From left: Park Hae-soo as Cho Sang-woo, Lee Jung-jae as Seong Gi-hun and Jung Ho-yeon as Sae-byeok in Squid Game.
It’s the Korean ultra-violent survival series on Netflix that everyone’s talking about. And Squid Game, with its phenomenal audience, is producing new mega stars.
Jung Ho-yeon, who plays Sae-byeok, Contestant 067 in the dystopian drama, has racked up 17.9 million followers on Instagram, with most coming in the past week.
Needless to say, designers have come knocking, including Louis Vuitton and Adidas. Not surprisingly, Ho-yeon’s glamorous model-like posts on Insta are a far cry from the dishevelled character fighting for her family in Squid Game.
The Daily Mail reports that we can expert to see Ho-yeon gracing the catwalks of London, New York, Paris and Milan in the coming year.
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Just one day ago, the star appeared on The Tonight Show with Jimmy Fallon, along with some of her fellow actors. And Sole Supplier reported that sales of Vans white slip-ons saw a 7800 per cent increase following their appearance in Squid Game.
Meanwhile media outlets in the UK are reporting on negative feedback from schools where teachers are concerned that students are play-acting scenes from the series.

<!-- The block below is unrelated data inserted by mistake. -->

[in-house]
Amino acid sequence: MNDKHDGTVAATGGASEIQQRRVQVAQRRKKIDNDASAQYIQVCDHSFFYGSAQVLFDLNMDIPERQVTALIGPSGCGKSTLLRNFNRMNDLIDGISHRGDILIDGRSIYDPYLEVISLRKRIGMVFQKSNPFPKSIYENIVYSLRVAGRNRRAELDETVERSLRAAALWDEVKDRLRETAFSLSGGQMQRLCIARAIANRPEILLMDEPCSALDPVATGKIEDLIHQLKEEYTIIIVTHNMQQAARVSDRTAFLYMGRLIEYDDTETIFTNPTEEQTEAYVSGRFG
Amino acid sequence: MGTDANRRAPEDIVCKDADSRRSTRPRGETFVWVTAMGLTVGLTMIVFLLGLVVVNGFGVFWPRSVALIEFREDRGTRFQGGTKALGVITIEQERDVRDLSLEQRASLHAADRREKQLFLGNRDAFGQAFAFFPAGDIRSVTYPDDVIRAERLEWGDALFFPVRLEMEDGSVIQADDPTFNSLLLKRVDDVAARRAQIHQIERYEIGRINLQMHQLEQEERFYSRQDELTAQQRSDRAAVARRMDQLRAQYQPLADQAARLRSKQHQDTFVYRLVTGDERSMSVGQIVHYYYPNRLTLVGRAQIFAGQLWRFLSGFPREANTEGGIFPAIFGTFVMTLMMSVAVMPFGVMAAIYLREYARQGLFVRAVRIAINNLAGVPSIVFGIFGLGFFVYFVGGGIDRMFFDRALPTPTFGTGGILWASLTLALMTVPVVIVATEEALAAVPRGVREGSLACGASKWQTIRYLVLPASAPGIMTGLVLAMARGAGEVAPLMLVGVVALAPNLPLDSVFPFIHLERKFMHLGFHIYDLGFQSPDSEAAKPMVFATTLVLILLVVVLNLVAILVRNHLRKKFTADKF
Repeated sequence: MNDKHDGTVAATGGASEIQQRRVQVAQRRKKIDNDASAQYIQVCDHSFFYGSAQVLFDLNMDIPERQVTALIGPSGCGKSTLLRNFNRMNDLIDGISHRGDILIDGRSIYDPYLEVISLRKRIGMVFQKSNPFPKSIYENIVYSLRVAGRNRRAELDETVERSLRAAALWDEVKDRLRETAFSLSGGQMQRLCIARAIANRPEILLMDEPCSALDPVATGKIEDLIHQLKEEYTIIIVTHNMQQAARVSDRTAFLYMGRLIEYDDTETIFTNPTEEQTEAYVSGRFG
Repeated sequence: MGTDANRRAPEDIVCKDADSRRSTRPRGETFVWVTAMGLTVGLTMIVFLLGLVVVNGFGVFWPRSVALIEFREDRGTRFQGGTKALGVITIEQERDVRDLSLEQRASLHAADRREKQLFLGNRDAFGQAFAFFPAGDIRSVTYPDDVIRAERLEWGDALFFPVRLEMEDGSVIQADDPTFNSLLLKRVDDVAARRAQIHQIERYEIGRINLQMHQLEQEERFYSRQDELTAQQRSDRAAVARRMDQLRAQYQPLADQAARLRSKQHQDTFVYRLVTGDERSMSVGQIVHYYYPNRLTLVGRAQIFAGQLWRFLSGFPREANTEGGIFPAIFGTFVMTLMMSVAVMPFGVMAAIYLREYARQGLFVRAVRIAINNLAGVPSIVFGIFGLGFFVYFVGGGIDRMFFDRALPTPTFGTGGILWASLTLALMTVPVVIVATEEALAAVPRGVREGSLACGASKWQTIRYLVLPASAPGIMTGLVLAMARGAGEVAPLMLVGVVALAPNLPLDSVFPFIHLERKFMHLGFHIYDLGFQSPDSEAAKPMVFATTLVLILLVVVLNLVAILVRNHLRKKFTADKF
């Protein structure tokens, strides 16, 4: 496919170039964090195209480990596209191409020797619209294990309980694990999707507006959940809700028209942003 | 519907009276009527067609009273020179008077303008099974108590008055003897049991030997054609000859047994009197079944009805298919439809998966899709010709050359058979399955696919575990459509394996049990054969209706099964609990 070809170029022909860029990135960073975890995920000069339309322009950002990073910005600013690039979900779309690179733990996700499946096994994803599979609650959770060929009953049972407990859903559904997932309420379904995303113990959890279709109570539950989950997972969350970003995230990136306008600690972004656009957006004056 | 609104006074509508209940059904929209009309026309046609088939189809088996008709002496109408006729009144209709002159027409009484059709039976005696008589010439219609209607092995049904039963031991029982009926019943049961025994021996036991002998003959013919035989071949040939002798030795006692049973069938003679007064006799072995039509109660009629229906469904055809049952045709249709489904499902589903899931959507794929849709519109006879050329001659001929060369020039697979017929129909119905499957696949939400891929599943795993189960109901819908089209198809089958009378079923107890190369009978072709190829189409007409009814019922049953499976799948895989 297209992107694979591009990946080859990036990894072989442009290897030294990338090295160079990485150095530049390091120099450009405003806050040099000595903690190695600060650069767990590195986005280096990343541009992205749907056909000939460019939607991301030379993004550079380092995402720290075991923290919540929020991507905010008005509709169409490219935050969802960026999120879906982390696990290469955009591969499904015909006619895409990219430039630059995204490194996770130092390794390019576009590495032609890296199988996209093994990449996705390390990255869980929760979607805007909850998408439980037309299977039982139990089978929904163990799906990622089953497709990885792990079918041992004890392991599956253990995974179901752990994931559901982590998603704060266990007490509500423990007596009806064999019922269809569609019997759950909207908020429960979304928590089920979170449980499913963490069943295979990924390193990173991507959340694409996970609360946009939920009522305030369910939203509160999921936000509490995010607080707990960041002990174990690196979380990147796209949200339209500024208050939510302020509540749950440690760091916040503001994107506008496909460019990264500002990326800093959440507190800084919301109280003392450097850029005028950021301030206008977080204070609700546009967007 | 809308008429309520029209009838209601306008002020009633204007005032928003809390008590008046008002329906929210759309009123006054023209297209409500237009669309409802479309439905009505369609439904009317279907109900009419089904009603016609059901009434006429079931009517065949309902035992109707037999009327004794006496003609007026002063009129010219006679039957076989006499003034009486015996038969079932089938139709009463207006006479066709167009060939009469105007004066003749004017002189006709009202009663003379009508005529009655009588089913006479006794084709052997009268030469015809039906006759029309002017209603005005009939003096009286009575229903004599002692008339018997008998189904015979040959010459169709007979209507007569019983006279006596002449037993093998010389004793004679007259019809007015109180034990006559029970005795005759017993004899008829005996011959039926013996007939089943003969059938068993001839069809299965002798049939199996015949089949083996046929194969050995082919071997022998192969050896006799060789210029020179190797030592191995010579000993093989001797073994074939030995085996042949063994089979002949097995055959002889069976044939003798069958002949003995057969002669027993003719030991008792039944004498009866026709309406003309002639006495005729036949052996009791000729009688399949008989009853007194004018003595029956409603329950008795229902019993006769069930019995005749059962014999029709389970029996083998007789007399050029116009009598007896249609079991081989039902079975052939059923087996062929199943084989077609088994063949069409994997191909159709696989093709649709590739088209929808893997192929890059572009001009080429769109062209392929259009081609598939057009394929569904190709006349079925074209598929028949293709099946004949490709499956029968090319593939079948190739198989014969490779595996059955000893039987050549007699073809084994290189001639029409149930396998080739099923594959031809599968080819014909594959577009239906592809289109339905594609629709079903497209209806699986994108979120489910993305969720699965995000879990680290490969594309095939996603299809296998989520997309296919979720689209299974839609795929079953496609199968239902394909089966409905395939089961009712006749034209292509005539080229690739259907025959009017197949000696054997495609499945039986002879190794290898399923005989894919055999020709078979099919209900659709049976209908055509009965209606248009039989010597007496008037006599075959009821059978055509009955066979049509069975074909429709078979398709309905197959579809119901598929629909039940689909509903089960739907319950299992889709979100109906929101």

The Independent reports that John Bramston Primary School in Ilford has issued a letter to parents outlining its concerns.
The letter states: “We have noticed an increased number of children starting to play their own versions of this game in the playground – which in turn is causing conflict within friendship groups.
“Children who are watching this are being exposed to graphic realistic scenes of violence and sadly children are acting out this behaviours in the playground which will not be TOLERATED.
“I would like to make you aware that this programme is rated a 15 for a reason.
“IT IS NOT APPROPRIATE FOR PRIMARY SCHOOL AGED CHILDREN. Any child who mimics or demonstrates these behaviours, parents will be called upon and sanctions applied.
“Please be aware of the dangers of this TV programme for your children and reinforce positive behaviours.”
“Also please explicitly share that pretending to shoot one another is not appropriate – nor acceptable. Please support us in keeping your children safe.”
And another school in Kent is offering extra lessons on “violence and online harm” in wake of the series.